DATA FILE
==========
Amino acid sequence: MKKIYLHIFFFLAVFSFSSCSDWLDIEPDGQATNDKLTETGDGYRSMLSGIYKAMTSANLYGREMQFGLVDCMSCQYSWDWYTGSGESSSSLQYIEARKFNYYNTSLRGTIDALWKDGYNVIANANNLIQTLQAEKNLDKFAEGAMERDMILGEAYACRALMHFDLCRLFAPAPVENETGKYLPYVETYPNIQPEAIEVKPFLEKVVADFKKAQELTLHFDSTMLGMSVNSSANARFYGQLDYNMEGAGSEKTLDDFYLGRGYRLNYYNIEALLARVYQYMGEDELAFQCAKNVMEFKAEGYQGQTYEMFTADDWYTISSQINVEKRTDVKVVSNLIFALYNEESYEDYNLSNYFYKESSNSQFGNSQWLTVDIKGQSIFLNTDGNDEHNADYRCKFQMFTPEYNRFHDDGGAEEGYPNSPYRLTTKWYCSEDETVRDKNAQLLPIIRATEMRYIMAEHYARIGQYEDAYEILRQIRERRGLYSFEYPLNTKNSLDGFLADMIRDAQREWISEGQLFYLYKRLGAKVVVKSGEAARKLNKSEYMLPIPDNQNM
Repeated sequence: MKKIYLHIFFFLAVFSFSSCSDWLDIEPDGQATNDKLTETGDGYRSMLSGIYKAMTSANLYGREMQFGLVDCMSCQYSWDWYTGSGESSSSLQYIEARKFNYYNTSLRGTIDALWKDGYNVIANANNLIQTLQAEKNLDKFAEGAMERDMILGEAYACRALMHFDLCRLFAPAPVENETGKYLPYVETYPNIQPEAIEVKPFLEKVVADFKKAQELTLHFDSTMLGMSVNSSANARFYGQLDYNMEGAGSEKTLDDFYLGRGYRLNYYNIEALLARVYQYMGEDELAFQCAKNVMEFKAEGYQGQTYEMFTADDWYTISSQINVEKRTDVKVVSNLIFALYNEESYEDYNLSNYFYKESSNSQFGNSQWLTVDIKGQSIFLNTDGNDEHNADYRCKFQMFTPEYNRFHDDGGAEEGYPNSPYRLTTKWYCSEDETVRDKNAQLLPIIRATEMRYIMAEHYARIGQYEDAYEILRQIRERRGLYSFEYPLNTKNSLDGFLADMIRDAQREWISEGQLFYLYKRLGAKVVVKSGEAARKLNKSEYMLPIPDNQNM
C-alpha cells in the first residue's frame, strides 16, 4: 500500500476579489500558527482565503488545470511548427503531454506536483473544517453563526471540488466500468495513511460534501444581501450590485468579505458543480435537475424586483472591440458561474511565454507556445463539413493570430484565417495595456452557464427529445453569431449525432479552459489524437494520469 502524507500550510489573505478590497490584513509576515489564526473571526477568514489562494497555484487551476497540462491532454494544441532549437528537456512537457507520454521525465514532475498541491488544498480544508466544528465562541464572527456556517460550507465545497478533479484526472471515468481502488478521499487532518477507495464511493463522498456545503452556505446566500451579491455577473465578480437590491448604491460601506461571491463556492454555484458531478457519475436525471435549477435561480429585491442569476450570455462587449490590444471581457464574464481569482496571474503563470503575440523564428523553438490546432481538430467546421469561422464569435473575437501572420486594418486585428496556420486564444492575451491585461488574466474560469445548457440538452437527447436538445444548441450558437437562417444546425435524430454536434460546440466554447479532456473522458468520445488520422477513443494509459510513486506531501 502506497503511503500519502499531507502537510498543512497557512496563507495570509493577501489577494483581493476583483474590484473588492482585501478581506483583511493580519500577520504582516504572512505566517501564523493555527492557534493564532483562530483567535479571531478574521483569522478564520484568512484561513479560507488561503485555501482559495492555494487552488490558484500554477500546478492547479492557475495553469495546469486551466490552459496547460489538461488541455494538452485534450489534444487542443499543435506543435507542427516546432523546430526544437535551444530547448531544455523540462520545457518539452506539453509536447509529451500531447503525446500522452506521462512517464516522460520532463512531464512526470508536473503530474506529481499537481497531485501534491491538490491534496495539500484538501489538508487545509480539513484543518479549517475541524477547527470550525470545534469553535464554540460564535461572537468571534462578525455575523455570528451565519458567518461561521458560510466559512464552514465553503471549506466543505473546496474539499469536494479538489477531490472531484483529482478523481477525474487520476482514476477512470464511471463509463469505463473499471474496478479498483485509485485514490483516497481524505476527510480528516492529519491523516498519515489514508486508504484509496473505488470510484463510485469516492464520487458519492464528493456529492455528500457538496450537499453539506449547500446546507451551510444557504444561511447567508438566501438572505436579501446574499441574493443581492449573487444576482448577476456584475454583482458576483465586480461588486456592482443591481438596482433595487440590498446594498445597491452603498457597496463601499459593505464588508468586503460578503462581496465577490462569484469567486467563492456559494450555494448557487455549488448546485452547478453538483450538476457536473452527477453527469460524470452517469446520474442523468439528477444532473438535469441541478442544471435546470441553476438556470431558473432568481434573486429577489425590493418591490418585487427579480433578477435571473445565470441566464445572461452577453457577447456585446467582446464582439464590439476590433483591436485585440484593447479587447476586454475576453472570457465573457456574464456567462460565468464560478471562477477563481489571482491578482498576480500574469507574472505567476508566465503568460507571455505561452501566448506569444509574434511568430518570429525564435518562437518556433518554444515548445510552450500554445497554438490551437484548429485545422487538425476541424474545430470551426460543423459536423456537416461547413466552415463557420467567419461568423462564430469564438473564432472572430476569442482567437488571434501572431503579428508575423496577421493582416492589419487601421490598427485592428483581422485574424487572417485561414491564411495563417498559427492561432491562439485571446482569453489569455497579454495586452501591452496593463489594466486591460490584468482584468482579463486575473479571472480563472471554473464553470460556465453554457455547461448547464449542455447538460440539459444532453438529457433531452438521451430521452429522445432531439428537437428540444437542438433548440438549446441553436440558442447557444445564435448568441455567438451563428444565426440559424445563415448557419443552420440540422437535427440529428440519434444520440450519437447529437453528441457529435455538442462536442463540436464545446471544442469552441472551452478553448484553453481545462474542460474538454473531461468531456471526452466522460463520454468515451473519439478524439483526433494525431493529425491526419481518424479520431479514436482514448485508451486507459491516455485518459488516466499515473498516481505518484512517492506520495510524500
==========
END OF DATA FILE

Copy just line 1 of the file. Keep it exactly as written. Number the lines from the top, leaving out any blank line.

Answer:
Amino acid sequence: MKKIYLHIFFFLAVFSFSSCSDWLDIEPDGQATNDKLTETGDGYRSMLSGIYKAMTSANLYGREMQFGLVDCMSCQYSWDWYTGSGESSSSLQYIEARKFNYYNTSLRGTIDALWKDGYNVIANANNLIQTLQAEKNLDKFAEGAMERDMILGEAYACRALMHFDLCRLFAPAPVENETGKYLPYVETYPNIQPEAIEVKPFLEKVVADFKKAQELTLHFDSTMLGMSVNSSANARFYGQLDYNMEGAGSEKTLDDFYLGRGYRLNYYNIEALLARVYQYMGEDELAFQCAKNVMEFKAEGYQGQTYEMFTADDWYTISSQINVEKRTDVKVVSNLIFALYNEESYEDYNLSNYFYKESSNSQFGNSQWLTVDIKGQSIFLNTDGNDEHNADYRCKFQMFTPEYNRFHDDGGAEEGYPNSPYRLTTKWYCSEDETVRDKNAQLLPIIRATEMRYIMAEHYARIGQYEDAYEILRQIRERRGLYSFEYPLNTKNSLDGFLADMIRDAQREWISEGQLFYLYKRLGAKVVVKSGEAARKLNKSEYMLPIPDNQNM